He makes it clear that his fellow writer, the author of these 36 plays is a writer from by the river Avon. Shakespeare, known as a man from Stratford. And what's more, Jonson was very involved in the production of the First Folio. He worked closely with Shakespeare's fellow actors, John Heminges and Henry Condell, the leading surviving actors from his time. They're the ones who put together the First Folio, and they talk about Shakespeare as a writer. Indeed, Jonson talks in his conversations with other writers in his notebooks about Shakespeare's techniques of writing.

Of course, Heminges and Condell, the fellow actors, are remembered in the will of Shakespeare, the man from Stratford. So there's a tight nexus of relationships between these people. There are all sorts of other local details as well. For example, the fact that Shakespeare got into print with "Venus and Adonis", his narrative poem, the most popular poem of the age, the poem that made his name.

That was printed by Richard Field, a fellow schoolboy from the grammar school here in Stratford.

Reid: The First Folio was published after Shakespeare's death. Are there any references to him during his lifetime by other authors?

Bate: Yes, indeed. Throughout his life, there are a range of people who refer to Shakespeare as a writer, and indeed as a great writer. I've got a fascinating book here. It's called Wits Commonwealth. It was published in 1598, so quite early in Shakespeare's career, by a man called Francis Meres, who was very keen on literature. He wanted to give a sense of the greatness, the dignity, of all the new English literature being written in the 1590s, in his time. He wants to say that British writers are as good as those of classical antiquity.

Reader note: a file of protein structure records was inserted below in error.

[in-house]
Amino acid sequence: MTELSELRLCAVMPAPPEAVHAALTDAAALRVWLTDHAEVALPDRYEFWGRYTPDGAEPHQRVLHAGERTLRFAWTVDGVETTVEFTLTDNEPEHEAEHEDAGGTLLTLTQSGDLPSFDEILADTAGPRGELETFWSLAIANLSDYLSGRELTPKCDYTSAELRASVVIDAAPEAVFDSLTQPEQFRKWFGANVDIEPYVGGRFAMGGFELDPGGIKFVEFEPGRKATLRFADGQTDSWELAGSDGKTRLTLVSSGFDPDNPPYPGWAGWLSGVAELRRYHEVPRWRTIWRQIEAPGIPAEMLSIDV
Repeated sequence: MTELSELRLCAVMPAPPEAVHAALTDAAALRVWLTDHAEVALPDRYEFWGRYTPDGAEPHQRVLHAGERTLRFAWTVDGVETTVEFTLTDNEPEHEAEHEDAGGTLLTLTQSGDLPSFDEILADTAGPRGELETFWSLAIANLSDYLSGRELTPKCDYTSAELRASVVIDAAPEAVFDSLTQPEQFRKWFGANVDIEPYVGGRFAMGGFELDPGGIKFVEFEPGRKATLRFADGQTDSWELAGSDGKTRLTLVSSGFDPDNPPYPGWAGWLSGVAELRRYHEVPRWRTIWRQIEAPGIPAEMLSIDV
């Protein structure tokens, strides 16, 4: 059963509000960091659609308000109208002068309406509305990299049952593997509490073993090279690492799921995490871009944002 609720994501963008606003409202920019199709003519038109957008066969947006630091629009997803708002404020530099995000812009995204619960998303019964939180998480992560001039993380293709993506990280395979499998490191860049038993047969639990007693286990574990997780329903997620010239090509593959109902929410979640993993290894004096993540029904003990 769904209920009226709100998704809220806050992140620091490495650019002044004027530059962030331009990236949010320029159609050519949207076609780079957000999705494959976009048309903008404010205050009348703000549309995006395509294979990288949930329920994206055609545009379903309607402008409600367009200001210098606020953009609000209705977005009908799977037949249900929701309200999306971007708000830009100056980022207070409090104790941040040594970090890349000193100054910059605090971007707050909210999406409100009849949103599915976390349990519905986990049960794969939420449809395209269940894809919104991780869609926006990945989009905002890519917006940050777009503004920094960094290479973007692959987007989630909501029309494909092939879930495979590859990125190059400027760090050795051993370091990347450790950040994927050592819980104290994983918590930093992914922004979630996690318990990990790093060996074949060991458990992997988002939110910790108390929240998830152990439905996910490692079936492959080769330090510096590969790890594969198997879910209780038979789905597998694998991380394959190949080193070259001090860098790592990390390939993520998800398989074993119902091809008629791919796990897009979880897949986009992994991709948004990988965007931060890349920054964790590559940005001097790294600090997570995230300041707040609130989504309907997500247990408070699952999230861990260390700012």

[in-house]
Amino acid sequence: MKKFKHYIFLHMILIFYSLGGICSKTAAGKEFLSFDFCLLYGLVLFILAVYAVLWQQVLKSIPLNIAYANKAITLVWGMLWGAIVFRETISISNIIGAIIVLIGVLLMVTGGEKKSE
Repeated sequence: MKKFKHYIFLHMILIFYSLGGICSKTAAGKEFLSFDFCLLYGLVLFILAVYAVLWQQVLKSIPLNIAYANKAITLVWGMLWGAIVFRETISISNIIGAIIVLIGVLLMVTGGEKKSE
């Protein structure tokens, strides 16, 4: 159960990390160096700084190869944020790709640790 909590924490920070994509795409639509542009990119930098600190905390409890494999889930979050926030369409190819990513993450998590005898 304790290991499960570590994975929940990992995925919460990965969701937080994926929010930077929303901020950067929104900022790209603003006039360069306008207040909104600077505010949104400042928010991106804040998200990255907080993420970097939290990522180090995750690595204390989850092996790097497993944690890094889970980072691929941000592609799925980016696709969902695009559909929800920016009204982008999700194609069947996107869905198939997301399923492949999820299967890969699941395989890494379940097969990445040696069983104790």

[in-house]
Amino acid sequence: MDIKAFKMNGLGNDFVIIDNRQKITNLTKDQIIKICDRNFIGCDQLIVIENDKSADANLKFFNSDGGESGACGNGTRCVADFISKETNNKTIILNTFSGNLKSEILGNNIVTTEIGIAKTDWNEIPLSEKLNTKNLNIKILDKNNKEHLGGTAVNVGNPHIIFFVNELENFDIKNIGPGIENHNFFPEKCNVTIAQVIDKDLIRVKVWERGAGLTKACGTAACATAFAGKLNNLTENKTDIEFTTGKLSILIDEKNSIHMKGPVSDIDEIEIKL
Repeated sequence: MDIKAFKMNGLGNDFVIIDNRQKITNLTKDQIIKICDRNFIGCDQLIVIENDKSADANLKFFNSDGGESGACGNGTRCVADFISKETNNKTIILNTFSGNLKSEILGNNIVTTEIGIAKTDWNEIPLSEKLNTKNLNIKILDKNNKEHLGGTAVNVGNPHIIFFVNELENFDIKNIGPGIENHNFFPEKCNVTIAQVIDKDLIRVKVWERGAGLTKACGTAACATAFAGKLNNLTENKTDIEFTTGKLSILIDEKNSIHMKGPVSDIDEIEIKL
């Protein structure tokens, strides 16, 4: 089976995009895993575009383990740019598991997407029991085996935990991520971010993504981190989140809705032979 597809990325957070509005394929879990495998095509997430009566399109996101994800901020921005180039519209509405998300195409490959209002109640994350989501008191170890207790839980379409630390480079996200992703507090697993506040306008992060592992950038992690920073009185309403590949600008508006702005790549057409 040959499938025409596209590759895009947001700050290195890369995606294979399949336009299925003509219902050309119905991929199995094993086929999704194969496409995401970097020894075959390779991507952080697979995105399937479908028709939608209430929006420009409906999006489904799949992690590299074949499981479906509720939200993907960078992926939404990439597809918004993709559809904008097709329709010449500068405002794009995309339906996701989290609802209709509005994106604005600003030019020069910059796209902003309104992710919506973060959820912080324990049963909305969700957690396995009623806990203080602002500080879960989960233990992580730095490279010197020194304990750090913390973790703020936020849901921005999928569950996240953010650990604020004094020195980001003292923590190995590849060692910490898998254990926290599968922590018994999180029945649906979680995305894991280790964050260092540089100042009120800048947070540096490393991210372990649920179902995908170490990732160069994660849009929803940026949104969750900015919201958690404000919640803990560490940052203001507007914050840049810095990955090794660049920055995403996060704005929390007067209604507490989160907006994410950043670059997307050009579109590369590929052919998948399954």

So we find him here, for example, saying that just as the Latin tongue, the Latin language was glorified by great writers like Virgil, and Ovid, and Horace, so the English language has been glorified by the wonderful poetry of Sir Philip Sidney, Edmund Spenser, Samuel Daniel, Michael Drayton, William Warner, Shakespeare, Marlowe, and Chapman.

So Shakespeare there, in the company of other writers. And indeed, Meres goes on a few pages later to say that "The greatness of Shakespeare as a writer was the range of his work." Not only his poems, which Meres suggests are like those of the Roman poet Ovid, but also his comedies and tragedies.

"Shakespeare, among the English, is the most excellent in both kinds for the stage", both comedy and tragedy. "For comedy, witness his Two Gentlemen of Verona, his Comedy of Errors, Love's Labours Lost, Love's Labours Won" (that's a lost play) "Midsummer Night's Dream, Merchant of Venice. And for tragedy, his Richard II, Richard III, Henry IV, King John, Titus Andronicus, and Romeo and Juliet."